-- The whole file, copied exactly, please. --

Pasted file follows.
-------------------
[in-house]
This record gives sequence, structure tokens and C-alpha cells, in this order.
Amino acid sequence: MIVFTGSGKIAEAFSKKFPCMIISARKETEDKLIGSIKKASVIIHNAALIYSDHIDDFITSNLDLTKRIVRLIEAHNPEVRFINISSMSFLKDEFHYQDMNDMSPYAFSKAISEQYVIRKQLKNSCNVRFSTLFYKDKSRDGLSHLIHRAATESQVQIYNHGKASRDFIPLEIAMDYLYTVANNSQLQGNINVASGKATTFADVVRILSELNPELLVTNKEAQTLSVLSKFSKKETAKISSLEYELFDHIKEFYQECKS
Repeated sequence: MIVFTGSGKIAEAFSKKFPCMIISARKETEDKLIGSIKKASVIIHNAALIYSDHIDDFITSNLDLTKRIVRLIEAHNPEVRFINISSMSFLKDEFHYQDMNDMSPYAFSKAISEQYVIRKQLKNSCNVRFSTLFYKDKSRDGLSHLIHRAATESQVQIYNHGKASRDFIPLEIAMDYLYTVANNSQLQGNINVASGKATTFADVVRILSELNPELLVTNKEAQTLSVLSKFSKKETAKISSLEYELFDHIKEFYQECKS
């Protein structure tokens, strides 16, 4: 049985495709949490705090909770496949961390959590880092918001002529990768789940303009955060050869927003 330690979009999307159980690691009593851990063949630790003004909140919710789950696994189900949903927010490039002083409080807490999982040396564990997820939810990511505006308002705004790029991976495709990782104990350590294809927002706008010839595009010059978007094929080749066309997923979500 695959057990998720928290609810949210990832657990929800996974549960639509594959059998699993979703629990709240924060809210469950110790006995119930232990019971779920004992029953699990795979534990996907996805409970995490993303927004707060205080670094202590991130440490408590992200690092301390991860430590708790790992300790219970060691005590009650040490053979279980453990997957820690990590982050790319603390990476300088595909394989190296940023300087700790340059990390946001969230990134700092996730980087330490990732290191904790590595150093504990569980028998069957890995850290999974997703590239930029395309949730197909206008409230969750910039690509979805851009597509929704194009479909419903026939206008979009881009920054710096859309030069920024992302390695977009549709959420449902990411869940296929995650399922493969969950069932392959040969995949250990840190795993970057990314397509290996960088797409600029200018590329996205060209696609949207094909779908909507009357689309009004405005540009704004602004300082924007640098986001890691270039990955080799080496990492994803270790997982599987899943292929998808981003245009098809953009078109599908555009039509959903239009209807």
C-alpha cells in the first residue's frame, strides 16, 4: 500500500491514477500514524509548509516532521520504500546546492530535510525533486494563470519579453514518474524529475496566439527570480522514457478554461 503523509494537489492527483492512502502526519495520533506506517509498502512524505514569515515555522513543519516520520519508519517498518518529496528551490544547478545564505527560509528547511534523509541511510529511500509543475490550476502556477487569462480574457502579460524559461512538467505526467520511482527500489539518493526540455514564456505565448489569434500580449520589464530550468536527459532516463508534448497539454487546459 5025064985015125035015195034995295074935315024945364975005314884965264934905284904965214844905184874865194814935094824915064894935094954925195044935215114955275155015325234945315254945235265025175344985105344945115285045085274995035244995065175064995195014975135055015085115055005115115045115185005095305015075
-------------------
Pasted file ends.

[in-house]
This record gives sequence, structure tokens and C-alpha cells, in this order.
Amino acid sequence: MIVFTGSGKIAEAFSKKFPCMIISARKETEDKLIGSIKKASVIIHNAALIYSDHIDDFITSNLDLTKRIVRLIEAHNPEVRFINISSMSFLKDEFHYQDMNDMSPYAFSKAISEQYVIRKQLKNSCNVRFSTLFYKDKSRDGLSHLIHRAATESQVQIYNHGKASRDFIPLEIAMDYLYTVANNSQLQGNINVASGKATTFADVVRILSELNPELLVTNKEAQTLSVLSKFSKKETAKISSLEYELFDHIKEFYQECKS
Repeated sequence: MIVFTGSGKIAEAFSKKFPCMIISARKETEDKLIGSIKKASVIIHNAALIYSDHIDDFITSNLDLTKRIVRLIEAHNPEVRFINISSMSFLKDEFHYQDMNDMSPYAFSKAISEQYVIRKQLKNSCNVRFSTLFYKDKSRDGLSHLIHRAATESQVQIYNHGKASRDFIPLEIAMDYLYTVANNSQLQGNINVASGKATTFADVVRILSELNPELLVTNKEAQTLSVLSKFSKKETAKISSLEYELFDHIKEFYQECKS
């Protein structure tokens, strides 16, 4: 049985495709949490705090909770496949961390959590880092918001002529990768789940303009955060050869927003 330690979009999307159980690691009593851990063949630790003004909140919710789950696994189900949903927010490039002083409080807490999982040396564990997820939810990511505006308002705004790029991976495709990782104990350590294809927002706008010839595009010059978007094929080749066309997923979500 695959057990998720928290609810949210990832657990929800996974549960639509594959059998699993979703629990709240924060809210469950110790006995119930232990019971779920004992029953699990795979534990996907996805409970995490993303927004707060205080670094202590991130440490408590992200690092301390991860430590708790790992300790219970060691005590009650040490053979279980453990997957820690990590982050790319603390990476300088595909394989190296940023300087700790340059990390946001969230990134700092996730980087330490990732290191904790590595150093504990569980028998069957890995850290999974997703590239930029395309949730197909206008409230969750910039690509979805851009597509929704194009479909419903026939206008979009881009920054710096859309030069920024992302390695977009549709959420449902990411869940296929995650399922493969969950069932392959040969995949250990840190795993970057990314397509290996960088797409600029200018590329996205060209696609949207094909779908909507009357689309009004405005540009704004602004300082924007640098986001890691270039990955080799080496990492994803270790997982599987899943292929998808981003245009098809953009078109599908555009039509959903239009209807």
C-alpha cells in the first residue's frame, strides 16, 4: 500500500491514477500514524509548509516532521520504500546546492530535510525533486494563470519579453514518474524529475496566439527570480522514457478554461 503523509494537489492527483492512502502526519495520533506506517509498502512524505514569515515555522513543519516520520519508519517498518518529496528551490544547478545564505527560509528547511534523509541511510529511500509543475490550476502556477487569462480574457502579460524559461512538467505526467520511482527500489539518493526540455514564456505565448489569434500580449520589464530550468536527459532516463508534448497539454487546459 5025064985015125035015195034995295074935315024945364975005314884965264934905284904965214844905184874865194814935094824915064894935094954925195044935215114955275155015325234945315254945235265025175344985105344945115285045085274995035244995065175064995195014975135055015085115055005115115045115185005095305015075